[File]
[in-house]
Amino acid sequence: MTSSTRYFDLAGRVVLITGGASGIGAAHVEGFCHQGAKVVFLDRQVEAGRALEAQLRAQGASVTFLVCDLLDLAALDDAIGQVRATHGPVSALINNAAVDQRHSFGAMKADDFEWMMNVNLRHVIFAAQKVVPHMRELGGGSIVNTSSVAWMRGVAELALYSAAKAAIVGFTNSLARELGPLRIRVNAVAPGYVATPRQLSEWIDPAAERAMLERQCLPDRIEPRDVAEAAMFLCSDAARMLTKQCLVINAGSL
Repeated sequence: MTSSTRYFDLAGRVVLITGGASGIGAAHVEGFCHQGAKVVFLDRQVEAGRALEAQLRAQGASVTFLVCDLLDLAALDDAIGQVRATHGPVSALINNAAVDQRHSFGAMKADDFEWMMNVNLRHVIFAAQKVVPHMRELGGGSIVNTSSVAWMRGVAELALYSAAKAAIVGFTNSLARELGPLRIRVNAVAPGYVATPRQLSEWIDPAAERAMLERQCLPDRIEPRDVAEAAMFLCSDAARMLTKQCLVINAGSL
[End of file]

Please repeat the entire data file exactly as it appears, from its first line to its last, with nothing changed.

[in-house]
Amino acid sequence: MTSSTRYFDLAGRVVLITGGASGIGAAHVEGFCHQGAKVVFLDRQVEAGRALEAQLRAQGASVTFLVCDLLDLAALDDAIGQVRATHGPVSALINNAAVDQRHSFGAMKADDFEWMMNVNLRHVIFAAQKVVPHMRELGGGSIVNTSSVAWMRGVAELALYSAAKAAIVGFTNSLARELGPLRIRVNAVAPGYVATPRQLSEWIDPAAERAMLERQCLPDRIEPRDVAEAAMFLCSDAARMLTKQCLVINAGSL
Repeated sequence: MTSSTRYFDLAGRVVLITGGASGIGAAHVEGFCHQGAKVVFLDRQVEAGRALEAQLRAQGASVTFLVCDLLDLAALDDAIGQVRATHGPVSALINNAAVDQRHSFGAMKADDFEWMMNVNLRHVIFAAQKVVPHMRELGGGSIVNTSSVAWMRGVAELALYSAAKAAIVGFTNSLARELGPLRIRVNAVAPGYVATPRQLSEWIDPAAERAMLERQCLPDRIEPRDVAEAAMFLCSDAARMLTKQCLVINAGSL